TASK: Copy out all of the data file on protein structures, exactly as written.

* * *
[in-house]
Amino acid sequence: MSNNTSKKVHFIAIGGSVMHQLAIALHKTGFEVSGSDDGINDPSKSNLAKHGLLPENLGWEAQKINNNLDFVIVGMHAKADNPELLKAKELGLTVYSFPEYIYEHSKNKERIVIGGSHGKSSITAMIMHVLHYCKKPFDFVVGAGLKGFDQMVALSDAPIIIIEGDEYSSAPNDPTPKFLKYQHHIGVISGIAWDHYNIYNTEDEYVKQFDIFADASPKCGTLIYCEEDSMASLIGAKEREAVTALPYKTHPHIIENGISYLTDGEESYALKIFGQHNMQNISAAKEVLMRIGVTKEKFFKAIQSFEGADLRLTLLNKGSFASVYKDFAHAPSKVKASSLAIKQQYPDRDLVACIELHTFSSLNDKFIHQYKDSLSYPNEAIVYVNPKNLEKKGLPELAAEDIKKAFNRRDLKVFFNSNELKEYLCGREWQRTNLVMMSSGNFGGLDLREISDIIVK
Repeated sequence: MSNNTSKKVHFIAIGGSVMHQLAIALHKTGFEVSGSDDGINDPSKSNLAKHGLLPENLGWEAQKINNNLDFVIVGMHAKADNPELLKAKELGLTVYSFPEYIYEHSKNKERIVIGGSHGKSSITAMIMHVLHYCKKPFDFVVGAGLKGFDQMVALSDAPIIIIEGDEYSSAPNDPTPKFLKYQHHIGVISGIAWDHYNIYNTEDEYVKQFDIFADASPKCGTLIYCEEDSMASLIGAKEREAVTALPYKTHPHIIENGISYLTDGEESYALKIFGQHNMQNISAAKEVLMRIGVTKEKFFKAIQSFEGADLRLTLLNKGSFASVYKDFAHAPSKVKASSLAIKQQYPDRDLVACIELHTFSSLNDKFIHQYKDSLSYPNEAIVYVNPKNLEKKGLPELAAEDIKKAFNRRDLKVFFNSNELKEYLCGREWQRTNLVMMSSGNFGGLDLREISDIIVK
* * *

[in-house]
Amino acid sequence: MSNNTSKKVHFIAIGGSVMHQLAIALHKTGFEVSGSDDGINDPSKSNLAKHGLLPENLGWEAQKINNNLDFVIVGMHAKADNPELLKAKELGLTVYSFPEYIYEHSKNKERIVIGGSHGKSSITAMIMHVLHYCKKPFDFVVGAGLKGFDQMVALSDAPIIIIEGDEYSSAPNDPTPKFLKYQHHIGVISGIAWDHYNIYNTEDEYVKQFDIFADASPKCGTLIYCEEDSMASLIGAKEREAVTALPYKTHPHIIENGISYLTDGEESYALKIFGQHNMQNISAAKEVLMRIGVTKEKFFKAIQSFEGADLRLTLLNKGSFASVYKDFAHAPSKVKASSLAIKQQYPDRDLVACIELHTFSSLNDKFIHQYKDSLSYPNEAIVYVNPKNLEKKGLPELAAEDIKKAFNRRDLKVFFNSNELKEYLCGREWQRTNLVMMSSGNFGGLDLREISDIIVK
Repeated sequence: MSNNTSKKVHFIAIGGSVMHQLAIALHKTGFEVSGSDDGINDPSKSNLAKHGLLPENLGWEAQKINNNLDFVIVGMHAKADNPELLKAKELGLTVYSFPEYIYEHSKNKERIVIGGSHGKSSITAMIMHVLHYCKKPFDFVVGAGLKGFDQMVALSDAPIIIIEGDEYSSAPNDPTPKFLKYQHHIGVISGIAWDHYNIYNTEDEYVKQFDIFADASPKCGTLIYCEEDSMASLIGAKEREAVTALPYKTHPHIIENGISYLTDGEESYALKIFGQHNMQNISAAKEVLMRIGVTKEKFFKAIQSFEGADLRLTLLNKGSFASVYKDFAHAPSKVKASSLAIKQQYPDRDLVACIELHTFSSLNDKFIHQYKDSLSYPNEAIVYVNPKNLEKKGLPELAAEDIKKAFNRRDLKVFFNSNELKEYLCGREWQRTNLVMMSSGNFGGLDLREISDIIVK